Raiders’ rushing attack has improved by the week, but so has the Chiefs’ ability to stop the run
Andy Reid’s Chiefs seldom have lost to the Raiders. Kansas City is 15-3 against that division rival since he became head coach in 2013. It’d be nothing short of a huge upset if Las Vegas notched victory No. 4 in this week’s Monday Night Football game (8:15 p.m. EDT, TSN via ESPN).
The Raiders got off to the NFL’s worst start, 0-3, but handily beat the Denver Broncos last week to give their post-season hopes at least a faint pulse.
The Chiefs look as strong through four games (3-1) as any of Reid’s Kansas City teams, which of course is saying something.
The Raiders have been something of an enigma so far. Much more was expected from the roster new GM and new head coach Dave Ziegler and new head coach Josh McDaniels bolstered this past off-season, led by arguably the league’s best wide receiver this decade (Davante Adams) and one of the best pass rushers (Chandler Jones).
So what might give the Raiders their best chance to win at a raucous Arrowhead Stadium in prime time? Their rushing attack.
Understand, it ranks only middle-of-the-pack so far — No. 14 — in season-to-date yards. But each week it has become more lethal, especially in last week’s win, in which the Raiders slammed Denver’s fabulous defence for 212 yards. The Broncos’ other four opponents — all of whom love to establish the run, and all in nailbiter games when a rushing attack still was an option, late — gained, in sequence, just 76 yards (Seattle), 80 (Houston), 80 (San Francisco) and 106 (Indianapolis).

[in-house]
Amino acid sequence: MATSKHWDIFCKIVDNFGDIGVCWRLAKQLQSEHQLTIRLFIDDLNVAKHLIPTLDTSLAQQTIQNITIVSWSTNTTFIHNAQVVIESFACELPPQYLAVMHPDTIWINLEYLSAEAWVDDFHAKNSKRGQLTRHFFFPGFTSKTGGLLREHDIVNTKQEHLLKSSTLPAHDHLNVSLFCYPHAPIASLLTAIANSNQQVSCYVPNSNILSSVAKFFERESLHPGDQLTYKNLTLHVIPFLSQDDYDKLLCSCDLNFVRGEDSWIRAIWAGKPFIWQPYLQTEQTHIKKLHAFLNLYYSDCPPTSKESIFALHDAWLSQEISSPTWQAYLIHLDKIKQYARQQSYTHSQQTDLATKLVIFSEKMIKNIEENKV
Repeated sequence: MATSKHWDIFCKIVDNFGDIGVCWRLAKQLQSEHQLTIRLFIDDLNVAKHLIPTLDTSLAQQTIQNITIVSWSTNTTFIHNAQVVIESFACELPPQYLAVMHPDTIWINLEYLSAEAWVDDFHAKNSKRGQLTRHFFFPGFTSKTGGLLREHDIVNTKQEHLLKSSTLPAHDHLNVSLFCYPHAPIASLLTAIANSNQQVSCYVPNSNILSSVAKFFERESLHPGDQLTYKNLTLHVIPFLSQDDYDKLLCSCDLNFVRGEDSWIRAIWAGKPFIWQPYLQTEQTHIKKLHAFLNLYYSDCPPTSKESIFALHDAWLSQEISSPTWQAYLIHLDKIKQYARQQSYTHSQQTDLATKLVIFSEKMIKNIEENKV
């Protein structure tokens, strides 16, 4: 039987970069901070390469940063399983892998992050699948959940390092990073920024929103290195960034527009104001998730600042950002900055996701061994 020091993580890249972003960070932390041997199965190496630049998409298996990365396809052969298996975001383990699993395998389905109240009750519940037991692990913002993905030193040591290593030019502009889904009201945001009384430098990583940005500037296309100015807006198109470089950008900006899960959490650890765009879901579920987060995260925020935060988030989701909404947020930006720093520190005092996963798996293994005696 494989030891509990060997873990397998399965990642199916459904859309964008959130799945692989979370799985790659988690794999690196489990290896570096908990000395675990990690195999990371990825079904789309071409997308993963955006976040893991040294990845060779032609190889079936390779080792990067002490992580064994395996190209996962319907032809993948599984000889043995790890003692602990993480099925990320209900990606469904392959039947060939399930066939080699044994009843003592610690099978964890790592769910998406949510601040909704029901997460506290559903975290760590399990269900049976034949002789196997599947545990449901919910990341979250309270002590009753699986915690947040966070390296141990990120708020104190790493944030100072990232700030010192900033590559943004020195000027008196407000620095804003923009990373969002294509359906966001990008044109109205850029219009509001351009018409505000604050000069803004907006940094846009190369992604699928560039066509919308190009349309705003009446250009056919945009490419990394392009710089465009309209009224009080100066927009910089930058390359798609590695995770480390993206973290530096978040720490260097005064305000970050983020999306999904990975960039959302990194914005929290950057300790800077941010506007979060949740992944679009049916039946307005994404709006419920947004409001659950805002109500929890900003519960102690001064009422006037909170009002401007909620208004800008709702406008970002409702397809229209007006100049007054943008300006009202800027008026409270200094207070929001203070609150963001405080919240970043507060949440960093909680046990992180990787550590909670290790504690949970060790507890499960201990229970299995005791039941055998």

There’s a two-word explanation for the Vegas outlier: Josh Jacobs. The running back led the way against Denver’s proud defence, averaging 5.1 yards per carry in amassing 144 yards and scoring two rushing touchdowns.
Las Vegas’ offence, in McDaniels’ new scheme, has got better at running the ball by the week: 64 yards, 80, 96 and 212.
Ah, but the big caveat for this game? Kansas City leads the league in rush defence.
After allowing 103 yards to Kyler Murray and the Arizona Cardinals in the opener, the Chiefs surrendered just 75 to the Los Angeles Chargers, 82 to Indianapolis and only three to Tampa Bay a week ago.
This success is not a coincidence, according to Chiefs defensive tackle Chris Jones. This is his fourth year in defensive coordinator Steve Spagnuolo’s system, and he said the addition of defensive line coach Joe Cullen this season has refocused defenders on this critical task.
“He brings the best out of us individually and the defensive line (as a) group,” Jones said Saturday. “We harp on that. We take accountability to stop the run. That’s a high priority on our list.
“It gives us the ability to rush the passer once we stop the run. So it forces (opposing teams) to pass the ball and (lets us) do what we love to do most — get after the quarterback.”
The quarterback for this game is Derek Carr, who, along with the entire Las Vegas offence, struggled in September to implement McDaniels’ new offensive plan. More and more effective rushing might be the key to unlock a more effective aerial attack — or at least one we all expected to be elite with Adams’ addition to a receiving corps that also includes arguably the NFL’s most dangerous downfield tight end (Darren Waller) and one of the most reliable possession receivers (Hunter Renfrow).
One important player won’t play in this game: Chiefs placekicker Harrison Butker, who continues to battle an ankle injury. Matthew Wright will sub in for the second straight week.
John Kryk writes a weekly newsletter on NFL matters. That’s where you can first see his straight-up picks each week. You can have the newsletter automatically dropped into your email inbox on Wednesdays simply by signing up — for free — at torontosun.com/newsletters/